Postdoctoral positions in stem cell and metabolism

Application ends: May 1, 2024
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Job Description

To begin in or shortly after May 2024. The successful candidates are expected to spearhead innovative research projects related to one of the following areas:

1. Satellite cell biology and muscle regeneration. We use mouse models and human cells to study signaling mechanisms and metabolic pathways that regulate regenerative function of muscle stem cells called satellite cells (PMID: 17540178; 22493066; 28094257; 33068545). Recent single cell RNA-seq studies in the lab has led to the discovery of a subset of satellite cells with immune cell properties (PMID: 32248062). Ongoing studies aim to dissect the origin and function of these immunomyoblasts (i.e. immune gene-expressing myoblasts). Additional interests of the lab are to understand the role of lipid droplets and fatty acid metabolism in satellite cell biology (PMID: 35045287; 37063787; 37334900; 37883229).

2. Plasticity and regulation of white, beige and brown adipocytes. Following our discovery of the common origin of brown fat and skeletal muscle (PMID: 18719582), we have been exploring the lineage origin, cell fate regulation and function of various fat cells (PMID: 22037676; 23047894; 23740968; 23781029). Ongoing studies combine our discovery with biomaterial approach to promote browning of white adipocytes to combat obesity and type 2 diabetes (PMID: 28624262; 31668904). Additional research aims to identify novel molecular regulators of adipocyte biology (PMID: 25038826; 33304767; 34669999; 35362877; 37816711).

3. Cancer stem cells and metabolism, of sarcomas especially liposarcoma. We are the first group to report a key role of Notch signaling activation in tumorigenesis of adipocytes, resulting in dedifferentiated liposarcoma (PMID: 27573812), the result is confirmed by others in mice and humans (PMID: 29515034; 36464833). Current efforts in the lab focus on how Notch signaling regulates cancer stem cell status and metabolism in liposarcoma and other sarcomas (PMID: 25805408; 32866607; 37433985).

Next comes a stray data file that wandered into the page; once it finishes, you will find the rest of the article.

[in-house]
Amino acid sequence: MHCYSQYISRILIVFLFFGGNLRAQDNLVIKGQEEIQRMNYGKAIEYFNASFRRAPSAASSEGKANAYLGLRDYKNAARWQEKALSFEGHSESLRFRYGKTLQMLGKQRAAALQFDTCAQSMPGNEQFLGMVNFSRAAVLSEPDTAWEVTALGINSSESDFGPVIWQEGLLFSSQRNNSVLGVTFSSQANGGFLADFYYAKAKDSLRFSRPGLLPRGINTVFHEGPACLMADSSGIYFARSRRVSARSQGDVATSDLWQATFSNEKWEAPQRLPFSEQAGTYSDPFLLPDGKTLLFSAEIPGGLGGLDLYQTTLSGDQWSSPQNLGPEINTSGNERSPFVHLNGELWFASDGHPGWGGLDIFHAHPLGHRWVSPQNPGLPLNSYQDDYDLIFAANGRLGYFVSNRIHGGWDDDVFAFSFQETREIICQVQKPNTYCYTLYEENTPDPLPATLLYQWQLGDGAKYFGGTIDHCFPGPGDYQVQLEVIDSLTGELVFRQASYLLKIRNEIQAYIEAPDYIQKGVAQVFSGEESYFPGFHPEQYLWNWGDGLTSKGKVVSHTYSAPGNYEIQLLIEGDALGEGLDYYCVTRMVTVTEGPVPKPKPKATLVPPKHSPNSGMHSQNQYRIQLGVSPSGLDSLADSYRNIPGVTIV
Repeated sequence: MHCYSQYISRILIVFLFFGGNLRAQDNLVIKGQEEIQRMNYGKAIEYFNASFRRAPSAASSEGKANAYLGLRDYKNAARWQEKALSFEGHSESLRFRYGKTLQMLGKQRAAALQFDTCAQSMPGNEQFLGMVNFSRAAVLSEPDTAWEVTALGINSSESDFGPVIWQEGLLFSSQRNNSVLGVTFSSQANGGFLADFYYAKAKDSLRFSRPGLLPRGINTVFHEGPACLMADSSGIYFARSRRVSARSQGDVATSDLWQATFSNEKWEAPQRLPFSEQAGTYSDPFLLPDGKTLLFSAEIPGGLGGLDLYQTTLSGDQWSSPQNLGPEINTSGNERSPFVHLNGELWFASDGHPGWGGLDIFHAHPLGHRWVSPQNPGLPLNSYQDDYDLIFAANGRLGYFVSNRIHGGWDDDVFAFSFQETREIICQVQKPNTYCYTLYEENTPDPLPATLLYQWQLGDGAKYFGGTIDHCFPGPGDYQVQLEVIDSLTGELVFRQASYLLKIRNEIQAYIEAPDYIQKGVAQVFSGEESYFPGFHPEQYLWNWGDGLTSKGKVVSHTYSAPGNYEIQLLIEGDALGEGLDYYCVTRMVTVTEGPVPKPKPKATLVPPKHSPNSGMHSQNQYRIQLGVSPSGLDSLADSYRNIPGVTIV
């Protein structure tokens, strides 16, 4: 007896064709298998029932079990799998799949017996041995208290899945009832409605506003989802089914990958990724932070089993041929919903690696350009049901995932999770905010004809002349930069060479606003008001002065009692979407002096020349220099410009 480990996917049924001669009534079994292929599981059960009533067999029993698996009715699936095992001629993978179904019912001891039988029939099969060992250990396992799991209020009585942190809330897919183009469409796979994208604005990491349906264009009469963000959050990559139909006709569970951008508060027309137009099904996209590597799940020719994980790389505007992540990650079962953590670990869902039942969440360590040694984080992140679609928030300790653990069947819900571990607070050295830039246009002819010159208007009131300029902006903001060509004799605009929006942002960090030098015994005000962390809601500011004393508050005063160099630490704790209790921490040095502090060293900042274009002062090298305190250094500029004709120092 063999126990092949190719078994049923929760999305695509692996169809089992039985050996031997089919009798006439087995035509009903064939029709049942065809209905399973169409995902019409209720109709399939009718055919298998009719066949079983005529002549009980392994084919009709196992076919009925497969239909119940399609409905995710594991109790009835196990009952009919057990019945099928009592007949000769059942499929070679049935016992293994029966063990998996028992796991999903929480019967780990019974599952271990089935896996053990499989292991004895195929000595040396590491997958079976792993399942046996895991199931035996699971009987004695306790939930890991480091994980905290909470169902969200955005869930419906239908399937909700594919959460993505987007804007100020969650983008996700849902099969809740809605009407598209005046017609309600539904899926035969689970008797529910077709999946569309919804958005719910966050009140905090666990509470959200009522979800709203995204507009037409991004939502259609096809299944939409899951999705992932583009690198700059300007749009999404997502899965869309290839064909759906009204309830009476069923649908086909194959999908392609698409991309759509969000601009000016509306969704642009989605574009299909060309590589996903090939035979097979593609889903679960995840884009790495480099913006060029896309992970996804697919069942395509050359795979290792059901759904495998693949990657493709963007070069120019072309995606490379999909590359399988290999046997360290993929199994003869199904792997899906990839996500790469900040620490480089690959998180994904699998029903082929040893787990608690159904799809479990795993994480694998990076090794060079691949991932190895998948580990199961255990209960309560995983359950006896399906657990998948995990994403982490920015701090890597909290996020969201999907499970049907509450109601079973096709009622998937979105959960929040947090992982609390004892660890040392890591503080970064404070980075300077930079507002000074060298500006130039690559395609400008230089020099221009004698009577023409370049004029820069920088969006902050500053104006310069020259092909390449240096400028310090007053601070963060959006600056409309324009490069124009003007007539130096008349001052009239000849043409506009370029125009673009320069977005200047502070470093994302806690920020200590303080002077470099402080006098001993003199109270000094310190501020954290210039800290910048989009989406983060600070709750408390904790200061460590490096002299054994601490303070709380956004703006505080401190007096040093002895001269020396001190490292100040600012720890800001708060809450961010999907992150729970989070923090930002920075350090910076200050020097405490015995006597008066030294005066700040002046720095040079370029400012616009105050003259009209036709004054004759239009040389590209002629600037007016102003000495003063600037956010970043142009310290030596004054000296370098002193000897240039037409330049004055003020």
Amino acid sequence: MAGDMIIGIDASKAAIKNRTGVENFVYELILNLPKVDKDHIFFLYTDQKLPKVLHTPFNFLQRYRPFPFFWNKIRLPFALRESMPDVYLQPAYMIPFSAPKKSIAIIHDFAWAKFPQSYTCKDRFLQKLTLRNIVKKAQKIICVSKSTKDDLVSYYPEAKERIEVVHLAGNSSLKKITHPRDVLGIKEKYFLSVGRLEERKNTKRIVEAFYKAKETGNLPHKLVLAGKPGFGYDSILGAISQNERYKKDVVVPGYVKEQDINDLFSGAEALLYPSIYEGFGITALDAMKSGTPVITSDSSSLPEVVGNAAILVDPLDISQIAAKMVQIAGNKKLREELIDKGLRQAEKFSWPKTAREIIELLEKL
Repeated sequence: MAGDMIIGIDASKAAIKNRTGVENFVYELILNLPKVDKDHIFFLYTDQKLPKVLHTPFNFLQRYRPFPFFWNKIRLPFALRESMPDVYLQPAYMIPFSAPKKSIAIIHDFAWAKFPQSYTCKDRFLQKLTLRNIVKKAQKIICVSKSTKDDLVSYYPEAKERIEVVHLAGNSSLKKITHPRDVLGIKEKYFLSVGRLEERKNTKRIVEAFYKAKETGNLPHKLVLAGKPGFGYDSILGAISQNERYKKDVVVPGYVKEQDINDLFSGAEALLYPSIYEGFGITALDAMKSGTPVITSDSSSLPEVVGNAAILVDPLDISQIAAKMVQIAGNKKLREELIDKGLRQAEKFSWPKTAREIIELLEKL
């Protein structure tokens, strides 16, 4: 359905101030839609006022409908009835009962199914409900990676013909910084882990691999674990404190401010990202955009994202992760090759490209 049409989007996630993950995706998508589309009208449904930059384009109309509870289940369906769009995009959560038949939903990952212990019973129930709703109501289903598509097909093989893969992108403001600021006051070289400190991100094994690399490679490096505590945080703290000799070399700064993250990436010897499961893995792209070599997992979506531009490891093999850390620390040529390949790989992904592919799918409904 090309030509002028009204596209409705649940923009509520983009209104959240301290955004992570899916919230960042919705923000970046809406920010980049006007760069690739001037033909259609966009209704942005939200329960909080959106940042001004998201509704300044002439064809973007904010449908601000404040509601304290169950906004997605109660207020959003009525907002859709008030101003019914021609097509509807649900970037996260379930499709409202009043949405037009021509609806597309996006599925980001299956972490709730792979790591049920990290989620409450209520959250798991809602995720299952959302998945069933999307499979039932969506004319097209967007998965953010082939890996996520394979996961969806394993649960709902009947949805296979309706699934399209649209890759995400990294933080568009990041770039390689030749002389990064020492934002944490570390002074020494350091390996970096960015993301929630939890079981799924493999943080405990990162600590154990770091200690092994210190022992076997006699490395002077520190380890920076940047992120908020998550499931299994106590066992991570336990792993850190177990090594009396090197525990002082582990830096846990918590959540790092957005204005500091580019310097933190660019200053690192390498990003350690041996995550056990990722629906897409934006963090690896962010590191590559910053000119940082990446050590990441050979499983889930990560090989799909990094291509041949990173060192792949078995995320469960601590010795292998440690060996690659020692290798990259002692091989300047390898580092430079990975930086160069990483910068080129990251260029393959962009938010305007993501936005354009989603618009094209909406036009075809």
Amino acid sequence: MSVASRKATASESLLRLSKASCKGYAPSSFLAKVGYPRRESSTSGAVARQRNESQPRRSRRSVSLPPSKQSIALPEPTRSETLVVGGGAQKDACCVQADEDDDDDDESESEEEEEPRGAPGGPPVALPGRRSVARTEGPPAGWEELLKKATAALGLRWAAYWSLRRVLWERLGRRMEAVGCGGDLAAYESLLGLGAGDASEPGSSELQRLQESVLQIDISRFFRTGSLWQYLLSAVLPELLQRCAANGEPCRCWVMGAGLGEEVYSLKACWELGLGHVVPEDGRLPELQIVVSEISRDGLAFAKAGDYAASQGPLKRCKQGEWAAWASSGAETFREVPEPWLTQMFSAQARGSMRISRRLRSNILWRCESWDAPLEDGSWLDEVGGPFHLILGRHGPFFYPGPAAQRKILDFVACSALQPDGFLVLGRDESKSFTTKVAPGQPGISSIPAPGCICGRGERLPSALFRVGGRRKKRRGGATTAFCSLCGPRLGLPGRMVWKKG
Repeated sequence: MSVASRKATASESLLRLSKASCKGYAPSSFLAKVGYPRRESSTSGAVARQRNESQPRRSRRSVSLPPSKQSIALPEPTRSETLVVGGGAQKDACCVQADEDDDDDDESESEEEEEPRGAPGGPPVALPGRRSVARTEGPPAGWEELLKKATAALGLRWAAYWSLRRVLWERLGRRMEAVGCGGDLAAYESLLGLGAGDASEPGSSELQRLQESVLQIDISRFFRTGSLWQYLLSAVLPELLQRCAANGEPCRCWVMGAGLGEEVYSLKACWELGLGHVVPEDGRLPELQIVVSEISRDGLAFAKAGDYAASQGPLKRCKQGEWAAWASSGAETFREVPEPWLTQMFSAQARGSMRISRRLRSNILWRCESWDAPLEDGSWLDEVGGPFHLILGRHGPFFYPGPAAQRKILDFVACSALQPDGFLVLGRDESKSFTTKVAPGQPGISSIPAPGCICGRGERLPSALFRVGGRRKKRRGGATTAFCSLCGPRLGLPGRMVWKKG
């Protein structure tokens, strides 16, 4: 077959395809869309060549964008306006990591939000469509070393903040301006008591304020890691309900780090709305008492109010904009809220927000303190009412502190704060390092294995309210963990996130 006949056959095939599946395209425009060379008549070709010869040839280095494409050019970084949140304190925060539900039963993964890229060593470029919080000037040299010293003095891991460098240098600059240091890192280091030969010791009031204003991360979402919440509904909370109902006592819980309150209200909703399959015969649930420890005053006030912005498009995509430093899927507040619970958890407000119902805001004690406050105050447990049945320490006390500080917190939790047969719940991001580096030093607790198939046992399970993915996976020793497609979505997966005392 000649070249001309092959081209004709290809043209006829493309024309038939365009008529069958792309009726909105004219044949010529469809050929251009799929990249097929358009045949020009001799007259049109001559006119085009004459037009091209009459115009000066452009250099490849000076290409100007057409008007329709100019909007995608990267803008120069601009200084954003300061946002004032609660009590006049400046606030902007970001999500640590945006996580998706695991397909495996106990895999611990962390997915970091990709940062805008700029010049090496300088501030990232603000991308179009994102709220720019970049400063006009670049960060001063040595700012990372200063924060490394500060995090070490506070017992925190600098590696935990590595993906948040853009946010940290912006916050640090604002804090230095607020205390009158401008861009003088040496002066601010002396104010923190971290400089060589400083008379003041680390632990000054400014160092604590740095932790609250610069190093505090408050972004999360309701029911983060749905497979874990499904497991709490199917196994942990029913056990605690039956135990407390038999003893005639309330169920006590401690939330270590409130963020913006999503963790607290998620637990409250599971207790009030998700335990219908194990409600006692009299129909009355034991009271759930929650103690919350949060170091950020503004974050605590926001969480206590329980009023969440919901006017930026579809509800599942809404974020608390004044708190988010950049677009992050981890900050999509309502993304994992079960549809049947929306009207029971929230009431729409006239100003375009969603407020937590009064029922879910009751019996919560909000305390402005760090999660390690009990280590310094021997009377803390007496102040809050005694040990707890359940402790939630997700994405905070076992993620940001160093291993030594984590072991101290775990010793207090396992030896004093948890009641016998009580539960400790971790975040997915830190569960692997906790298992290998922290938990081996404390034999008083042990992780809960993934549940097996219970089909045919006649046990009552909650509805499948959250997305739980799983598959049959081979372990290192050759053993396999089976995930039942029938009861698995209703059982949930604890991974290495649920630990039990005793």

The applicants should have a PhD or equivalent degree in life sciences or related fields, for example cell and developmental biology, biochemistry, physiology, or biomedical engineering. Experiences in cell culture, animal models, advanced microscopy, molecular biology techniques, data mining and analysis (of RNA-seq, proteomics, metabolomics and lipidomics data) will be preferred. Strong writing skills and prior publications in relevant field are required. Successful candidates will be provided with excellent compensation and career development opportunities (20+ trainees from the Kuang lab have taken faculty/scientist positions in USA, Japan, and China ), as well as freedom to explore the endless frontiers of science in an inclusive and supportive working environment.

Inquiries and applications (including CV, name/email address of 3 referees, and a brief description of research interests) should be addressed to: skuang@purdue.edu.

How should applicants apply?
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